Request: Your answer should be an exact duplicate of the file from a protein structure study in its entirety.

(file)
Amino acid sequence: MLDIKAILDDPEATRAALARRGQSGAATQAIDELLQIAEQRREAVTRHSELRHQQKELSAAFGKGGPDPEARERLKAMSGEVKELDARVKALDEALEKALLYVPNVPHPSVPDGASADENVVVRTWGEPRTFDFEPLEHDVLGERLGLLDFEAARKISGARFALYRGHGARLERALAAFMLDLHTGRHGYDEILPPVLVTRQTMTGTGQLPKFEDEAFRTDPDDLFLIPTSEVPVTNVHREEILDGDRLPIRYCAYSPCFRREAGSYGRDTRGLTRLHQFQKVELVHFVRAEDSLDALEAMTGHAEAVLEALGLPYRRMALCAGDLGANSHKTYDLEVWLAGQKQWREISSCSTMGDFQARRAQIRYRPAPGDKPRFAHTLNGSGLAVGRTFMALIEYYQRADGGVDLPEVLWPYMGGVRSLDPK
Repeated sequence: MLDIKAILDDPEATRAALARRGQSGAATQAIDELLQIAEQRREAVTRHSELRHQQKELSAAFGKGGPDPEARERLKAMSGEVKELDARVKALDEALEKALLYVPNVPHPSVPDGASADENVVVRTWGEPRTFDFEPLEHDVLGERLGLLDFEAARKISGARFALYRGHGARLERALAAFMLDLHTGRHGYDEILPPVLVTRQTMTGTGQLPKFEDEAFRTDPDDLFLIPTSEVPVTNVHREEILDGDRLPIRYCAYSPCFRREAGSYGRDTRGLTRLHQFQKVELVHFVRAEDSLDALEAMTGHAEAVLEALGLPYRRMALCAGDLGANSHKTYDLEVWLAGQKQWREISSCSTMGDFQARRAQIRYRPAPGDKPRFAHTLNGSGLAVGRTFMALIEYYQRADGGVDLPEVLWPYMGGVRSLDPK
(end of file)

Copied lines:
Amino acid sequence: MLDIKAILDDPEATRAALARRGQSGAATQAIDELLQIAEQRREAVTRHSELRHQQKELSAAFGKGGPDPEARERLKAMSGEVKELDARVKALDEALEKALLYVPNVPHPSVPDGASADENVVVRTWGEPRTFDFEPLEHDVLGERLGLLDFEAARKISGARFALYRGHGARLERALAAFMLDLHTGRHGYDEILPPVLVTRQTMTGTGQLPKFEDEAFRTDPDDLFLIPTSEVPVTNVHREEILDGDRLPIRYCAYSPCFRREAGSYGRDTRGLTRLHQFQKVELVHFVRAEDSLDALEAMTGHAEAVLEALGLPYRRMALCAGDLGANSHKTYDLEVWLAGQKQWREISSCSTMGDFQARRAQIRYRPAPGDKPRFAHTLNGSGLAVGRTFMALIEYYQRADGGVDLPEVLWPYMGGVRSLDPK
Repeated sequence: MLDIKAILDDPEATRAALARRGQSGAATQAIDELLQIAEQRREAVTRHSELRHQQKELSAAFGKGGPDPEARERLKAMSGEVKELDARVKALDEALEKALLYVPNVPHPSVPDGASADENVVVRTWGEPRTFDFEPLEHDVLGERLGLLDFEAARKISGARFALYRGHGARLERALAAFMLDLHTGRHGYDEILPPVLVTRQTMTGTGQLPKFEDEAFRTDPDDLFLIPTSEVPVTNVHREEILDGDRLPIRYCAYSPCFRREAGSYGRDTRGLTRLHQFQKVELVHFVRAEDSLDALEAMTGHAEAVLEALGLPYRRMALCAGDLGANSHKTYDLEVWLAGQKQWREISSCSTMGDFQARRAQIRYRPAPGDKPRFAHTLNGSGLAVGRTFMALIEYYQRADGGVDLPEVLWPYMGGVRSLDPK